Launching Bhuvan: ISRO’s answer to Google Earth, zoom into states, districts

Google Earth's got some competition now — from the Indian Space Research Organisation (ISRO), which today unveiled its beta version of Bhuvan (meaning earth in Sanskrit).

A web-based tool like Google Earth, Bhuvan promises to give better 3-D satellite imagery of India than is currently being offered by the US-based software giant plus a host of India-specific features like weather information and even administrative boundaries of all states and districts.

The application can be downloaded from

The tool would offer pictures of the globe, just like Google Earth, and navigable in the same way but currently has the best resolutions over the Indian sub-continent. It allows users to fly from space to street level, grab, spin and zoom down to any place.

It also provides tools for measuring, drawing, saving, printing and visualizing thematic information. The resolutions currently on offer are good enough to view a vehicle moving on a road quite clearly.

Bhuvan currently only offers images taken between one and three years ago even over India. It combines satellite imagery from various sensors onboard IRS (Indian Remote Sensing) satellites and transposes them on a 3-D globe. As it keeps updating its database with more recent and higher resolution images, Bhuvan eventually promises to offer real-time data and images.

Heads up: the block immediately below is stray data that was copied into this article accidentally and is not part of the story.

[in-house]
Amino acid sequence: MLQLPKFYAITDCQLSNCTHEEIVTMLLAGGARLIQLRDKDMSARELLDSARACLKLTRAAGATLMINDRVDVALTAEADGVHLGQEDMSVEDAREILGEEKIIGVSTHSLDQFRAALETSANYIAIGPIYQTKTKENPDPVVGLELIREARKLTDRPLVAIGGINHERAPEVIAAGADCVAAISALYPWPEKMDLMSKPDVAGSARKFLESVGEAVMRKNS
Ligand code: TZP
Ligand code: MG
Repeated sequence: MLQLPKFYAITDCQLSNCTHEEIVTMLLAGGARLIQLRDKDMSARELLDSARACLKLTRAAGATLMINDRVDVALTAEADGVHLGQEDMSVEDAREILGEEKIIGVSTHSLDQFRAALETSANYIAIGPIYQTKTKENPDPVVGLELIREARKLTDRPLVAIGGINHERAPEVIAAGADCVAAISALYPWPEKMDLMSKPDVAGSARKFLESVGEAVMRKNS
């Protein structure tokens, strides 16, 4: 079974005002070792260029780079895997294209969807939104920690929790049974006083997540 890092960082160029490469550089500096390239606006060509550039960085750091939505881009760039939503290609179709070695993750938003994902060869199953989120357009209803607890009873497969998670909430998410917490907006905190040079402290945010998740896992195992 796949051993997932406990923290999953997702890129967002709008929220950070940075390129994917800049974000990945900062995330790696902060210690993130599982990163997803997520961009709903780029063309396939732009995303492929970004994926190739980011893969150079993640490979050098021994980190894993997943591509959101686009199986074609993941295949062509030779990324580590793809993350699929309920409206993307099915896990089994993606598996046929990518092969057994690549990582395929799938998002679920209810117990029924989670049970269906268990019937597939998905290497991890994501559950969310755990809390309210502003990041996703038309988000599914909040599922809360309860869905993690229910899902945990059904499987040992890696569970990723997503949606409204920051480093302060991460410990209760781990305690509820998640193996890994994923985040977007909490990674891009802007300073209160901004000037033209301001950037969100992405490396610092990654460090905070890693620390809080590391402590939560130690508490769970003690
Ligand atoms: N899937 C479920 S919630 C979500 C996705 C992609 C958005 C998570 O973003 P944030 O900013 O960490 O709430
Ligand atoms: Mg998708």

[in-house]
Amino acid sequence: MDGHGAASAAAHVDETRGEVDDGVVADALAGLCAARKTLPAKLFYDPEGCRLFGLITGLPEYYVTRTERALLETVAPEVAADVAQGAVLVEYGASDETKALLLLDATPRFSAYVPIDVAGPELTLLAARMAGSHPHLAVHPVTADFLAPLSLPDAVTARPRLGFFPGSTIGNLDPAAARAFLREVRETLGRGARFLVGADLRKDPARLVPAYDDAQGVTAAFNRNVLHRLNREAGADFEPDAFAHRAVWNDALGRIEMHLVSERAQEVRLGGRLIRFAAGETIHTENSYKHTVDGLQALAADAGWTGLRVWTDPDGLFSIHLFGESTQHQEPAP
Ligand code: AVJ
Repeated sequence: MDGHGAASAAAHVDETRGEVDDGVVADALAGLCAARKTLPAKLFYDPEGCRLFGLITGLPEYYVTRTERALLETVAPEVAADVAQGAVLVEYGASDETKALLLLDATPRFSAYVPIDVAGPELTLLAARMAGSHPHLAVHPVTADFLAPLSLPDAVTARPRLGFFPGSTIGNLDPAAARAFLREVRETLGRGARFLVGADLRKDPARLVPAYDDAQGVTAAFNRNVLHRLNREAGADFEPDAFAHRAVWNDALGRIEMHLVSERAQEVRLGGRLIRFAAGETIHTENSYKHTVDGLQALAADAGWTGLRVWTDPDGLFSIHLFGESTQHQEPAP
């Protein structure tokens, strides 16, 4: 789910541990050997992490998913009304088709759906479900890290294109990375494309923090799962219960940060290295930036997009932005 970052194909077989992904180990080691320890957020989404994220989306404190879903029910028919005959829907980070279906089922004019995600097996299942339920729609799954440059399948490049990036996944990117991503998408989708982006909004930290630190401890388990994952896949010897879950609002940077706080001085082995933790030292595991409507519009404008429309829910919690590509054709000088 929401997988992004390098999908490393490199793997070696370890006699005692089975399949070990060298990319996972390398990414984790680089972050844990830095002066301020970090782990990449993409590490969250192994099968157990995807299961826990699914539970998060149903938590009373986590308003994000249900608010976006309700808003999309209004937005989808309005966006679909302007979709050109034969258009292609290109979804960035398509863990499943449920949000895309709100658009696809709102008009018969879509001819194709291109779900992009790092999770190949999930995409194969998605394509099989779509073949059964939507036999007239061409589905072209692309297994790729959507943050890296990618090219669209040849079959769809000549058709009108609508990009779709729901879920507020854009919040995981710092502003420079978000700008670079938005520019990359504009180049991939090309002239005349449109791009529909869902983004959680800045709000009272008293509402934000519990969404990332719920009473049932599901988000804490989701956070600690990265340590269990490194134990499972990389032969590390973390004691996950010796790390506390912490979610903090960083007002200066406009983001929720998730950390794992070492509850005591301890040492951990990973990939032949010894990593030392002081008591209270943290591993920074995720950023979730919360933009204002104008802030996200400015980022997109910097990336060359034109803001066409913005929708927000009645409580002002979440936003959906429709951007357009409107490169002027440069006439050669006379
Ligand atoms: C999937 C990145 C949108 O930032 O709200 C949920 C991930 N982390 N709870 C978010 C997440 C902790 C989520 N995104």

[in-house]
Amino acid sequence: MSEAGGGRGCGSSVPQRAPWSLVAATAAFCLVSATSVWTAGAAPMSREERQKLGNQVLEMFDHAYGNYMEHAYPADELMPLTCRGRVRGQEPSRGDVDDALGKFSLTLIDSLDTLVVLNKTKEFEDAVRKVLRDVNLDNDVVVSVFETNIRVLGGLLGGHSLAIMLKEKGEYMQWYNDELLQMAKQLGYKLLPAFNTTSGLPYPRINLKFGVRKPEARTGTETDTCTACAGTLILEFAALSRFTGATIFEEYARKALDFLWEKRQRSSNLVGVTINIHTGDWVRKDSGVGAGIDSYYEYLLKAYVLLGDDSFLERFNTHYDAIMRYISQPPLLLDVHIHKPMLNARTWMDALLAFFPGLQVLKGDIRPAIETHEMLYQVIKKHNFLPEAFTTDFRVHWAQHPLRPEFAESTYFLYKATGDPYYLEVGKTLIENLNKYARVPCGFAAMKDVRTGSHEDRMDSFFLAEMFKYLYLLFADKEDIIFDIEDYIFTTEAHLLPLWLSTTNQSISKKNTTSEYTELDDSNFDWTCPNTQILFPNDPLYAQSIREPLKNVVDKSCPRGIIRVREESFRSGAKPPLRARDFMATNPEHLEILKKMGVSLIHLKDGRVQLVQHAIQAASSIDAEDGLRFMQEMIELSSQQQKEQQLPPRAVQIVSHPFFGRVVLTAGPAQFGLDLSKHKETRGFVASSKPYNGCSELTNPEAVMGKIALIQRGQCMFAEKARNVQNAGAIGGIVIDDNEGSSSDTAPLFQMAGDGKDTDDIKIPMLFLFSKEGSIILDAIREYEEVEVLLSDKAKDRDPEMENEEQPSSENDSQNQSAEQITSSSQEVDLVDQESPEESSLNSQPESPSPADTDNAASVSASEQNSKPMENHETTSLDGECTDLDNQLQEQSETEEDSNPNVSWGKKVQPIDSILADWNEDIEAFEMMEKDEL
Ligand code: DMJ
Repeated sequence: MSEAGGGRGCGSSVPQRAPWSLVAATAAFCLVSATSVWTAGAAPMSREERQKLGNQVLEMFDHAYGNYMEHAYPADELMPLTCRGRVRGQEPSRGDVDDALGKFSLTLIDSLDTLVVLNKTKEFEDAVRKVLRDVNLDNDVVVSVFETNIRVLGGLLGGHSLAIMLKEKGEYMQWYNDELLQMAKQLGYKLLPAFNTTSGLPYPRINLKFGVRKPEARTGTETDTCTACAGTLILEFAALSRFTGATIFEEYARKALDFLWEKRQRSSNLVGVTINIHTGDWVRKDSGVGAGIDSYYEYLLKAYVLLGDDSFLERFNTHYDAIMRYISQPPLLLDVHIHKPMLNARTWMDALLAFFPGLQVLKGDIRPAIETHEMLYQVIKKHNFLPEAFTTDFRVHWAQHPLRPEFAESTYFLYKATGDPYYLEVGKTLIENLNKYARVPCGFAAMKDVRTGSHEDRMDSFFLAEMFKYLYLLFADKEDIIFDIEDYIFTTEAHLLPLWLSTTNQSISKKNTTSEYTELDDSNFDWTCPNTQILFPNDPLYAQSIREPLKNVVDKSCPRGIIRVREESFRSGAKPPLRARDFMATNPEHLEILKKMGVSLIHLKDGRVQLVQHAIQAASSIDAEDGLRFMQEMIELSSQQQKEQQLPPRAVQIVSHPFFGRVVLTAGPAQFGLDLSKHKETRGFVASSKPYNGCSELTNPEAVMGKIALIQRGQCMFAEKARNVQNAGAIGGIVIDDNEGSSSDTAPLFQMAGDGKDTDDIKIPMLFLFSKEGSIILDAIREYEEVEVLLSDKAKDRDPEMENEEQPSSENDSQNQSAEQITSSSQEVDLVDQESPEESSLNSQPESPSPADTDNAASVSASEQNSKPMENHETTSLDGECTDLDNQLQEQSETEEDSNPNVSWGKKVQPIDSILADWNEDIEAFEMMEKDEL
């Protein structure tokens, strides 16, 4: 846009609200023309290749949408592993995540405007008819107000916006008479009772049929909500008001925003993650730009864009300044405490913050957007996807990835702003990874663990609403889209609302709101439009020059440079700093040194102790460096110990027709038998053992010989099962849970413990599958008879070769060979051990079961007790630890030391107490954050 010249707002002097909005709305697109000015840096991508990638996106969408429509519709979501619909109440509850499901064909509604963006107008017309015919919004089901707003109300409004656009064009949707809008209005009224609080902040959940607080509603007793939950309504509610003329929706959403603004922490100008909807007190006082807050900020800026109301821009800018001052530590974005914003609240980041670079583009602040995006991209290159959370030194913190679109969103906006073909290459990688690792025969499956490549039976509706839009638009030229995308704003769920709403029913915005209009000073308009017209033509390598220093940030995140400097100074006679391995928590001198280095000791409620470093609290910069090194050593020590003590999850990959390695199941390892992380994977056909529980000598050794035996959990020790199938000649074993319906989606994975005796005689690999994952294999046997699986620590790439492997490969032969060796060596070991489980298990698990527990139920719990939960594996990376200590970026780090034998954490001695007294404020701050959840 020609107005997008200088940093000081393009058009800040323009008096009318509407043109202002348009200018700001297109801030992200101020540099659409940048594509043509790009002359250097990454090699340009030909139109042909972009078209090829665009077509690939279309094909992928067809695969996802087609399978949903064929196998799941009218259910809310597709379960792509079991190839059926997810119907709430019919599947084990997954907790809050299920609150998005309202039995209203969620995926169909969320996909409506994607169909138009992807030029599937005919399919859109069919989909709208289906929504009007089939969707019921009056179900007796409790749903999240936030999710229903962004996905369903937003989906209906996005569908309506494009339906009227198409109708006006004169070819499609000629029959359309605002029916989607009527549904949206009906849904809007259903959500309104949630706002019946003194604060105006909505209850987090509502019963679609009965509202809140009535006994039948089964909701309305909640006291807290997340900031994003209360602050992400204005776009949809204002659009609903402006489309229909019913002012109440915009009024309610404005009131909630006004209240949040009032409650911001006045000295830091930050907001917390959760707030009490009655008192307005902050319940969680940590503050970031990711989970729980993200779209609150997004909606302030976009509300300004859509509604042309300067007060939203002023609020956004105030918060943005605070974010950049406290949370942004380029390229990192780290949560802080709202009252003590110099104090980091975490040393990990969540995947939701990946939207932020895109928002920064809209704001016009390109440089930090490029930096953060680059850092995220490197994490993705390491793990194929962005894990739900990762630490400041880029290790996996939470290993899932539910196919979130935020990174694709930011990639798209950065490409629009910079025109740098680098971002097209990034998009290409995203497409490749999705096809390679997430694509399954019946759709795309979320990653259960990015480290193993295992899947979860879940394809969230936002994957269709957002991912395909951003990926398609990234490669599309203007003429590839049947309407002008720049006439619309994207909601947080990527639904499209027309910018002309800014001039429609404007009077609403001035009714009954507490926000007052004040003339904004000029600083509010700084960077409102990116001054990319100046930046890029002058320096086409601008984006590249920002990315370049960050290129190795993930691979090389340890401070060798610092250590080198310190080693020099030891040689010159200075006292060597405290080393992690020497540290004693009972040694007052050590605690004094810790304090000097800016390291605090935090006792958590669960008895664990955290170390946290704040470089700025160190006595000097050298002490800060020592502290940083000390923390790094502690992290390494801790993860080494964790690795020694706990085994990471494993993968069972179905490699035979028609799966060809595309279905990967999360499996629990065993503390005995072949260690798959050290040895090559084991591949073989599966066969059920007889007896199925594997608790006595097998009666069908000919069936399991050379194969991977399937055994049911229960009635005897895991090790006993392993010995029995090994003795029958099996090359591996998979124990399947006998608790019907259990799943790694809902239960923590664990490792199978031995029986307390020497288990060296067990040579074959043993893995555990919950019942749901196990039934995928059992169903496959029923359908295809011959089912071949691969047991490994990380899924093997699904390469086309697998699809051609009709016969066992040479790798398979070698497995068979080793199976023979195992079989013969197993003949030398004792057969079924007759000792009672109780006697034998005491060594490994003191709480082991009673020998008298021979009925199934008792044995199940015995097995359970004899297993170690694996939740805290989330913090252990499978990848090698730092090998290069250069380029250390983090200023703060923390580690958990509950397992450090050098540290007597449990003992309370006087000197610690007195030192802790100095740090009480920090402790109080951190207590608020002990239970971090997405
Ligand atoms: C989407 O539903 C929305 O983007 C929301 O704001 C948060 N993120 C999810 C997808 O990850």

Incidentally, Indian authorities have had some problems in the past with Google Earth's depiction of certain parts of the country. Recently, Google Earth admitted that it had mistakenly shown some areas in Arunachal Pradesh as part of Chinese territory and promised to correct the maps soon. The Indian government had earlier pulled up Google Earth for showing some sensitive and strategic defence locations on its maps.

Keeping in mind that its users will be mostly in India to begin with, Bhuvan is designed to be as "bandwidth-friendly" as possible and can run even on slow internet connections. However, as of now, it does not allow users to add their own data, like photographs or text, on to the images.

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